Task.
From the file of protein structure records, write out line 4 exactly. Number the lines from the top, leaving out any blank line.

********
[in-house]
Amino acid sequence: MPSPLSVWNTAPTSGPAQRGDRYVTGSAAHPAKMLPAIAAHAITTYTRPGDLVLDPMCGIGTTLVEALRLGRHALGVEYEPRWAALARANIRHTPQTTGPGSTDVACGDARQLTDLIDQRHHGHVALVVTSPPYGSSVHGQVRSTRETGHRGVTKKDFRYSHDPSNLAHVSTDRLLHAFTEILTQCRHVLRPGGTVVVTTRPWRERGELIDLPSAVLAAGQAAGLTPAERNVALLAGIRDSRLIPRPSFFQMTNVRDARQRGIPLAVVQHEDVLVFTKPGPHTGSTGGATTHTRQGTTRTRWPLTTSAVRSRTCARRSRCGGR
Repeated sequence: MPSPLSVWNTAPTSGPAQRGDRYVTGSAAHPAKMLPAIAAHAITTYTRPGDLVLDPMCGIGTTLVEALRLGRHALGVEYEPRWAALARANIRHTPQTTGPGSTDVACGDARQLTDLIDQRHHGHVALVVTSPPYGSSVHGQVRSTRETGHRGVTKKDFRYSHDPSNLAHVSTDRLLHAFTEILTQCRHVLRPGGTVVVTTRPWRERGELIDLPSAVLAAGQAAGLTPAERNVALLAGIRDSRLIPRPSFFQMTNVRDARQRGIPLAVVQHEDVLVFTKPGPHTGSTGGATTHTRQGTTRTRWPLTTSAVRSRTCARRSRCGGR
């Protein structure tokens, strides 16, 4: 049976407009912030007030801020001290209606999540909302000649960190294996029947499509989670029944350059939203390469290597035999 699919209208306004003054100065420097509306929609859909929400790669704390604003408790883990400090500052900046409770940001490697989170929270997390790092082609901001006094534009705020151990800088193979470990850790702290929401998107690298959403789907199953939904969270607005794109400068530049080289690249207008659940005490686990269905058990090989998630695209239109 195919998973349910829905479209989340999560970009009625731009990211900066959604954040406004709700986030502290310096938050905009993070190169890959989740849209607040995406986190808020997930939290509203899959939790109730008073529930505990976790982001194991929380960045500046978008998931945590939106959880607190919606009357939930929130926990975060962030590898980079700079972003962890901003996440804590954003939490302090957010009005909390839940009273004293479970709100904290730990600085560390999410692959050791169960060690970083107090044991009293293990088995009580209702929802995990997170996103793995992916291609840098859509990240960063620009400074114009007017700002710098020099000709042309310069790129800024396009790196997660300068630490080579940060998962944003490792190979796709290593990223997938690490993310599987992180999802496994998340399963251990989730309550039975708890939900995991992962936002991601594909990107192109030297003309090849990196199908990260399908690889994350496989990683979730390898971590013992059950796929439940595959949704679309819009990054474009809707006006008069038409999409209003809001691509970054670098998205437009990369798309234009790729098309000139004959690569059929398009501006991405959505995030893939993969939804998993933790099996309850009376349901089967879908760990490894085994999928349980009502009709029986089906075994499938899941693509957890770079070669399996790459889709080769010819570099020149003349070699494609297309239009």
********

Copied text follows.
């Protein structure tokens, strides 16, 4: 049976407009912030007030801020001290209606999540909302000649960190294996029947499509989670029944350059939203390469290597035999 699919209208306004003054100065420097509306929609859909929400790669704390604003408790883990400090500052900046409770940001490697989170929270997390790092082609901001006094534009705020151990800088193979470990850790702290929401998107690298959403789907199953939904969270607005794109400068530049080289690249207008659940005490686990269905058990090989998630695209239109 195919998973349910829905479209989340999560970009009625731009990211900066959604954040406004709700986030502290310096938050905009993070190169890959989740849209607040995406986190808020997930939290509203899959939790109730008073529930505990976790982001194991929380960045500046978008998931945590939106959880607190919606009357939930929130926990975060962030590898980079700079972003962890901003996440804590954003939490302090957010009005909390839940009273004293479970709100904290730990600085560390999410692959050791169960060690970083107090044991009293293990088995009580209702929802995990997170996103793995992916291609840098859509990240960063620009400074114009007017700002710098020099000709042309310069790129800024396009790196997660300068630490080579940060998962944003490792190979796709290593990223997938690490993310599987992180999802496994998340399963251990989730309550039975708890939900995991992962936002991601594909990107192109030297003309090849990196199908990260399908690889994350496989990683979730390898971590013992059950796929439940595959949704679309819009990054474009809707006006008069038409999409209003809001691509970054670098998205437009990369798309234009790729098309000139004959690569059929398009501006991405959505995030893939993969939804998993933790099996309850009376349901089967879908760990490894085994999928349980009502009709029986089906075994499938899941693509957890770079070669399996790459889709080769010819570099020149003349070699494609297309239009």